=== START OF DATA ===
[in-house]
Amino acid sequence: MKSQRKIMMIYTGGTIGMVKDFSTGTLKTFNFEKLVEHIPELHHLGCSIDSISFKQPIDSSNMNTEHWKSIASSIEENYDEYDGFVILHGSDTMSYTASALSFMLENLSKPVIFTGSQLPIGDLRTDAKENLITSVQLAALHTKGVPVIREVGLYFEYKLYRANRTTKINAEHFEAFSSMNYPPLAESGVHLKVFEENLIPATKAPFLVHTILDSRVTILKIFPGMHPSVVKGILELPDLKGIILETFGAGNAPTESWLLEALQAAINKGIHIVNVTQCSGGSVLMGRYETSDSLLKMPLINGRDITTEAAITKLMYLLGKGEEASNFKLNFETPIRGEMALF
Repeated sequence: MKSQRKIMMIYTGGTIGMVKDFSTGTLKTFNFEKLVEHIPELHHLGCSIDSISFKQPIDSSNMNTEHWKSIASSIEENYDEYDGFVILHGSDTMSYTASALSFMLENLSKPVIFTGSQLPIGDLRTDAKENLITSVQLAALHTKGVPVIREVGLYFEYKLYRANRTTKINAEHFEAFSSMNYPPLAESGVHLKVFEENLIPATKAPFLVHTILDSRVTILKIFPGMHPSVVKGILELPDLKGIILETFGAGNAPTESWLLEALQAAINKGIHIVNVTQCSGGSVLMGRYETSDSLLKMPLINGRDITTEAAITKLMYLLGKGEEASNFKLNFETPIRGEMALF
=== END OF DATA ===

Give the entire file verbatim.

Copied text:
[in-house]
Amino acid sequence: MKSQRKIMMIYTGGTIGMVKDFSTGTLKTFNFEKLVEHIPELHHLGCSIDSISFKQPIDSSNMNTEHWKSIASSIEENYDEYDGFVILHGSDTMSYTASALSFMLENLSKPVIFTGSQLPIGDLRTDAKENLITSVQLAALHTKGVPVIREVGLYFEYKLYRANRTTKINAEHFEAFSSMNYPPLAESGVHLKVFEENLIPATKAPFLVHTILDSRVTILKIFPGMHPSVVKGILELPDLKGIILETFGAGNAPTESWLLEALQAAINKGIHIVNVTQCSGGSVLMGRYETSDSLLKMPLINGRDITTEAAITKLMYLLGKGEEASNFKLNFETPIRGEMALF
Repeated sequence: MKSQRKIMMIYTGGTIGMVKDFSTGTLKTFNFEKLVEHIPELHHLGCSIDSISFKQPIDSSNMNTEHWKSIASSIEENYDEYDGFVILHGSDTMSYTASALSFMLENLSKPVIFTGSQLPIGDLRTDAKENLITSVQLAALHTKGVPVIREVGLYFEYKLYRANRTTKINAEHFEAFSSMNYPPLAESGVHLKVFEENLIPATKAPFLVHTILDSRVTILKIFPGMHPSVVKGILELPDLKGIILETFGAGNAPTESWLLEALQAAINKGIHIVNVTQCSGGSVLMGRYETSDSLLKMPLINGRDITTEAAITKLMYLLGKGEEASNFKLNFETPIRGEMALF